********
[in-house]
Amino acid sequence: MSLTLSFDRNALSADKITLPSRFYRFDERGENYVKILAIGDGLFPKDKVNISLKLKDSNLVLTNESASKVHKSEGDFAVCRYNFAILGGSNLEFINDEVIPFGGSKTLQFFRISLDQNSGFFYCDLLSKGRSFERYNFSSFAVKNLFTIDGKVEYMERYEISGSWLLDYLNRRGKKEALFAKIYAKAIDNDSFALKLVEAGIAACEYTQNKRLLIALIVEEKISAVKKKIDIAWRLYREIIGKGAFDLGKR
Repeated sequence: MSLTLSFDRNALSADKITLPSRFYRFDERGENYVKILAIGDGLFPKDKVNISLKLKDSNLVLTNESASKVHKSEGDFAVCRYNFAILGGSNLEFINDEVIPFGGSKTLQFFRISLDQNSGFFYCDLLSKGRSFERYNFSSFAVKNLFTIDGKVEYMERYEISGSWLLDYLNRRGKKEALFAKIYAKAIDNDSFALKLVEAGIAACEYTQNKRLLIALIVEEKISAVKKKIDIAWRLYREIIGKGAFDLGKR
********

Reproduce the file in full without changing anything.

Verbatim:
[in-house]
Amino acid sequence: MSLTLSFDRNALSADKITLPSRFYRFDERGENYVKILAIGDGLFPKDKVNISLKLKDSNLVLTNESASKVHKSEGDFAVCRYNFAILGGSNLEFINDEVIPFGGSKTLQFFRISLDQNSGFFYCDLLSKGRSFERYNFSSFAVKNLFTIDGKVEYMERYEISGSWLLDYLNRRGKKEALFAKIYAKAIDNDSFALKLVEAGIAACEYTQNKRLLIALIVEEKISAVKKKIDIAWRLYREIIGKGAFDLGKR
Repeated sequence: MSLTLSFDRNALSADKITLPSRFYRFDERGENYVKILAIGDGLFPKDKVNISLKLKDSNLVLTNESASKVHKSEGDFAVCRYNFAILGGSNLEFINDEVIPFGGSKTLQFFRISLDQNSGFFYCDLLSKGRSFERYNFSSFAVKNLFTIDGKVEYMERYEISGSWLLDYLNRRGKKEALFAKIYAKAIDNDSFALKLVEAGIAACEYTQNKRLLIALIVEEKISAVKKKIDIAWRLYREIIGKGAFDLGKR